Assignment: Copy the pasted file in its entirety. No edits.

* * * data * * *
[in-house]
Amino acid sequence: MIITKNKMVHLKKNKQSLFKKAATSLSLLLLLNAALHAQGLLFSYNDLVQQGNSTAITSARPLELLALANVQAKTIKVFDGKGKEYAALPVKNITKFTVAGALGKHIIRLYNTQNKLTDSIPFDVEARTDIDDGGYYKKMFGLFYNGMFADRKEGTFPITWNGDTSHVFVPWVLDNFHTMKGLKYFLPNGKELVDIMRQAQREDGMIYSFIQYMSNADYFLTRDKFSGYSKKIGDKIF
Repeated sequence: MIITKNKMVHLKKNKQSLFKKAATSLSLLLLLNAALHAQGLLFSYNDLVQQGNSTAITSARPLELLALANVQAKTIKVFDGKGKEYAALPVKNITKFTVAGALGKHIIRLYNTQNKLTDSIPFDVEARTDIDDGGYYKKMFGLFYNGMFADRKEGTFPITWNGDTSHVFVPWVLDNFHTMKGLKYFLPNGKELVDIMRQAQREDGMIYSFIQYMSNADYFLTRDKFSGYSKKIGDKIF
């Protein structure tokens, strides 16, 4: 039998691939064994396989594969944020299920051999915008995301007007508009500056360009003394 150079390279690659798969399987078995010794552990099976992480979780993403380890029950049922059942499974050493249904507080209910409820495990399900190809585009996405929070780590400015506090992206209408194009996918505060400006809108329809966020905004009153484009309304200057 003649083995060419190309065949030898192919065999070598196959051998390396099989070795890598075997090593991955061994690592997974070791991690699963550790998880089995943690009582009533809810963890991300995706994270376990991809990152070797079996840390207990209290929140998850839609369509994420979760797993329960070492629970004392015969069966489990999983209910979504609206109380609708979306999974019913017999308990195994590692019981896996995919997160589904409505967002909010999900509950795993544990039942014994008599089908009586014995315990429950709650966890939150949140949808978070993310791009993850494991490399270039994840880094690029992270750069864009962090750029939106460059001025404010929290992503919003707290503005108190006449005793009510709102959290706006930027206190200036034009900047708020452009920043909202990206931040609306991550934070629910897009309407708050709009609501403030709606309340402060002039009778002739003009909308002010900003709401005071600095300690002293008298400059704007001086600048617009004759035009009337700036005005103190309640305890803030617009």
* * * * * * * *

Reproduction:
[in-house]
Amino acid sequence: MIITKNKMVHLKKNKQSLFKKAATSLSLLLLLNAALHAQGLLFSYNDLVQQGNSTAITSARPLELLALANVQAKTIKVFDGKGKEYAALPVKNITKFTVAGALGKHIIRLYNTQNKLTDSIPFDVEARTDIDDGGYYKKMFGLFYNGMFADRKEGTFPITWNGDTSHVFVPWVLDNFHTMKGLKYFLPNGKELVDIMRQAQREDGMIYSFIQYMSNADYFLTRDKFSGYSKKIGDKIF
Repeated sequence: MIITKNKMVHLKKNKQSLFKKAATSLSLLLLLNAALHAQGLLFSYNDLVQQGNSTAITSARPLELLALANVQAKTIKVFDGKGKEYAALPVKNITKFTVAGALGKHIIRLYNTQNKLTDSIPFDVEARTDIDDGGYYKKMFGLFYNGMFADRKEGTFPITWNGDTSHVFVPWVLDNFHTMKGLKYFLPNGKELVDIMRQAQREDGMIYSFIQYMSNADYFLTRDKFSGYSKKIGDKIF
């Protein structure tokens, strides 16, 4: 039998691939064994396989594969944020299920051999915008995301007007508009500056360009003394 150079390279690659798969399987078995010794552990099976992480979780993403380890029950049922059942499974050493249904507080209910409820495990399900190809585009996405929070780590400015506090992206209408194009996918505060400006809108329809966020905004009153484009309304200057 003649083995060419190309065949030898192919065999070598196959051998390396099989070795890598075997090593991955061994690592997974070791991690699963550790998880089995943690009582009533809810963890991300995706994270376990991809990152070797079996840390207990209290929140998850839609369509994420979760797993329960070492629970004392015969069966489990999983209910979504609206109380609708979306999974019913017999308990195994590692019981896996995919997160589904409505967002909010999900509950795993544990039942014994008599089908009586014995315990429950709650966890939150949140949808978070993310791009993850494991490399270039994840880094690029992270750069864009962090750029939106460059001025404010929290992503919003707290503005108190006449005793009510709102959290706006930027206190200036034009900047708020452009920043909202990206931040609306991550934070629910897009309407708050709009609501403030709606309340402060002039009778002739003009909308002010900003709401005071600095300690002293008298400059704007001086600048617009004759035009009337700036005005103190309640305890803030617009």